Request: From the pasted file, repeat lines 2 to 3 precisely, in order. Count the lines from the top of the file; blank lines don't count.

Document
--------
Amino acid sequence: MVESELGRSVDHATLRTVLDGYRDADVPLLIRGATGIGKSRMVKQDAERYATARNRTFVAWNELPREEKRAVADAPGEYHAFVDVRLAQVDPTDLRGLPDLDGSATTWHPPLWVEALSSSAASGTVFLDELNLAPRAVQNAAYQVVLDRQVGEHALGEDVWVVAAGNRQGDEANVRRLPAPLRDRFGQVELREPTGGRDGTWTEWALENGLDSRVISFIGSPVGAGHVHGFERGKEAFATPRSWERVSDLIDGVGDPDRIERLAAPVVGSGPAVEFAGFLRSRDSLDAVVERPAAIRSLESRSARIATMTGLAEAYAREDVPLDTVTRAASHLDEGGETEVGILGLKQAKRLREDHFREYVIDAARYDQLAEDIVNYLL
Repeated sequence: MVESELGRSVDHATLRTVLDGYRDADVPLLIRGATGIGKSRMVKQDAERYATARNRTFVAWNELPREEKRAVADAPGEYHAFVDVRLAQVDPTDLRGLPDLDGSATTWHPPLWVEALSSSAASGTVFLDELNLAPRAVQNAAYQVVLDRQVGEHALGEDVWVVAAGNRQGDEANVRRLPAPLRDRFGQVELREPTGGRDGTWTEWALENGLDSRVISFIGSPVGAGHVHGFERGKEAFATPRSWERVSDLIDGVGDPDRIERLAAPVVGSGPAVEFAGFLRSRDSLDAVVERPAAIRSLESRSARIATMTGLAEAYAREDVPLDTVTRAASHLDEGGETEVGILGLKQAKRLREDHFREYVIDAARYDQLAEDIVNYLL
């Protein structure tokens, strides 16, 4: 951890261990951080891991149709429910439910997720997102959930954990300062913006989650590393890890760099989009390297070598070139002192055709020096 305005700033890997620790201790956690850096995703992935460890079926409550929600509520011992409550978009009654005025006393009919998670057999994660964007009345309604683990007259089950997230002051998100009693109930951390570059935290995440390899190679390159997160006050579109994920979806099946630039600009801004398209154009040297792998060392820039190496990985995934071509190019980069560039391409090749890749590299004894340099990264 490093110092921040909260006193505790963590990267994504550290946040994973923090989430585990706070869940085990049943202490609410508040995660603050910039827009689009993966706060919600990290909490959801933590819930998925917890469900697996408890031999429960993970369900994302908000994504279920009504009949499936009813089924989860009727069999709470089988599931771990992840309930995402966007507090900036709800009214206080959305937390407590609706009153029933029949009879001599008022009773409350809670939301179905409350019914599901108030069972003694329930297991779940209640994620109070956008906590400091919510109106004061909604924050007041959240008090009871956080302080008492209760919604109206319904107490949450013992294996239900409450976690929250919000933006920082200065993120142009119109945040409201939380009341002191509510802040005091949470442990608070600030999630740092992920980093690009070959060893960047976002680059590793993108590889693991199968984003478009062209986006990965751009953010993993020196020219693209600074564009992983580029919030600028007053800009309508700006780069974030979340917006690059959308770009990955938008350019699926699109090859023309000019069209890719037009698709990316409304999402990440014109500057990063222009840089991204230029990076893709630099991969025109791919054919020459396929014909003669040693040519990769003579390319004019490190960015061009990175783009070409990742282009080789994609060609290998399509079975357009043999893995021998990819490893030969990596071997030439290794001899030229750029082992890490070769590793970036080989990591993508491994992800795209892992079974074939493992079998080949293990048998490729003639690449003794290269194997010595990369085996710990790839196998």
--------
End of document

Repeated sequence: MVESELGRSVDHATLRTVLDGYRDADVPLLIRGATGIGKSRMVKQDAERYATARNRTFVAWNELPREEKRAVADAPGEYHAFVDVRLAQVDPTDLRGLPDLDGSATTWHPPLWVEALSSSAASGTVFLDELNLAPRAVQNAAYQVVLDRQVGEHALGEDVWVVAAGNRQGDEANVRRLPAPLRDRFGQVELREPTGGRDGTWTEWALENGLDSRVISFIGSPVGAGHVHGFERGKEAFATPRSWERVSDLIDGVGDPDRIERLAAPVVGSGPAVEFAGFLRSRDSLDAVVERPAAIRSLESRSARIATMTGLAEAYAREDVPLDTVTRAASHLDEGGETEVGILGLKQAKRLREDHFREYVIDAARYDQLAEDIVNYLL
């Protein structure tokens, strides 16, 4: 951890261990951080891991149709429910439910997720997102959930954990300062913006989650590393890890760099989009390297070598070139002192055709020096 305005700033890997620790201790956690850096995703992935460890079926409550929600509520011992409550978009009654005025006393009919998670057999994660964007009345309604683990007259089950997230002051998100009693109930951390570059935290995440390899190679390159997160006050579109994920979806099946630039600009801004398209154009040297792998060392820039190496990985995934071509190019980069560039391409090749890749590299004894340099990264 490093110092921040909260006193505790963590990267994504550290946040994973923090989430585990706070869940085990049943202490609410508040995660603050910039827009689009993966706060919600990290909490959801933590819930998925917890469900697996408890031999429960993970369900994302908000994504279920009504009949499936009813089924989860009727069999709470089988599931771990992840309930995402966007507090900036709800009214206080959305937390407590609706009153029933029949009879001599008022009773409350809670939301179905409350019914599901108030069972003694329930297991779940209640994620109070956008906590400091919510109106004061909604924050007041959240008090009871956080302080008492209760919604109206319904107490949450013992294996239900409450976690929250919000933006920082200065993120142009119109945040409201939380009341002191509510802040005091949470442990608070600030999630740092992920980093690009070959060893960047976002680059590793993108590889693991199968984003478009062209986006990965751009953010993993020196020219693209600074564009992983580029919030600028007053800009309508700006780069974030979340917006690059959308770009990955938008350019699926699109090859023309000019069209890719037009698709990316409304999402990440014109500057990063222009840089991204230029990076893709630099991969025109791919054919020459396929014909003669040693040519990769003579390319004019490190960015061009990175783009070409990742282009080789994609060609290998399509079975357009043999893995021998990819490893030969990596071997030439290794001899030229750029082992890490070769590793970036080989990591993508491994992800795209892992079974074939493992079998080949293990048998490729003639690449003794290269194997010595990369085996710990790839196998």